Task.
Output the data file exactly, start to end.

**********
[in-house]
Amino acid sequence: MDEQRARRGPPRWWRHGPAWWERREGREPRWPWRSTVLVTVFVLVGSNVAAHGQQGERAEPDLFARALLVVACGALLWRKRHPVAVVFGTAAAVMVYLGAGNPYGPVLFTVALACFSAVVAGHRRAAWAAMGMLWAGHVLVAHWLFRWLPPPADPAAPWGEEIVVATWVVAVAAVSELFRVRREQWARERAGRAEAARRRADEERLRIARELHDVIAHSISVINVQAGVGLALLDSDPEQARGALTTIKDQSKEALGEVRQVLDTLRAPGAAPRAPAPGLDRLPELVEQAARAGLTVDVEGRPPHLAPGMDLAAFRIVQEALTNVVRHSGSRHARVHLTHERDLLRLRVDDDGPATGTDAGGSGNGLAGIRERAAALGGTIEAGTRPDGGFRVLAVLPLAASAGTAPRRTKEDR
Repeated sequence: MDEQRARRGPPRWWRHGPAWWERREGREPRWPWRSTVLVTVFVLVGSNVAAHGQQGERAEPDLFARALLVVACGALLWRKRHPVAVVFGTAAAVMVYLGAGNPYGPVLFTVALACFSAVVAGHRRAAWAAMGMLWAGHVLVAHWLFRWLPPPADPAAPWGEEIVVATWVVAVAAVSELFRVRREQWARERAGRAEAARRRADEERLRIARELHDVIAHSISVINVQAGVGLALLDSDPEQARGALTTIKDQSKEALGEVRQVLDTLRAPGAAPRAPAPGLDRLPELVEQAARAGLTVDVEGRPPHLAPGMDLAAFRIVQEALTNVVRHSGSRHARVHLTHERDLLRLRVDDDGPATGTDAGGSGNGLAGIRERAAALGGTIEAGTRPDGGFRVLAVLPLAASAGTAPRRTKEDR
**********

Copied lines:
[in-house]
Amino acid sequence: MDEQRARRGPPRWWRHGPAWWERREGREPRWPWRSTVLVTVFVLVGSNVAAHGQQGERAEPDLFARALLVVACGALLWRKRHPVAVVFGTAAAVMVYLGAGNPYGPVLFTVALACFSAVVAGHRRAAWAAMGMLWAGHVLVAHWLFRWLPPPADPAAPWGEEIVVATWVVAVAAVSELFRVRREQWARERAGRAEAARRRADEERLRIARELHDVIAHSISVINVQAGVGLALLDSDPEQARGALTTIKDQSKEALGEVRQVLDTLRAPGAAPRAPAPGLDRLPELVEQAARAGLTVDVEGRPPHLAPGMDLAAFRIVQEALTNVVRHSGSRHARVHLTHERDLLRLRVDDDGPATGTDAGGSGNGLAGIRERAAALGGTIEAGTRPDGGFRVLAVLPLAASAGTAPRRTKEDR
Repeated sequence: MDEQRARRGPPRWWRHGPAWWERREGREPRWPWRSTVLVTVFVLVGSNVAAHGQQGERAEPDLFARALLVVACGALLWRKRHPVAVVFGTAAAVMVYLGAGNPYGPVLFTVALACFSAVVAGHRRAAWAAMGMLWAGHVLVAHWLFRWLPPPADPAAPWGEEIVVATWVVAVAAVSELFRVRREQWARERAGRAEAARRRADEERLRIARELHDVIAHSISVINVQAGVGLALLDSDPEQARGALTTIKDQSKEALGEVRQVLDTLRAPGAAPRAPAPGLDRLPELVEQAARAGLTVDVEGRPPHLAPGMDLAAFRIVQEALTNVVRHSGSRHARVHLTHERDLLRLRVDDDGPATGTDAGGSGNGLAGIRERAAALGGTIEAGTRPDGGFRVLAVLPLAASAGTAPRRTKEDR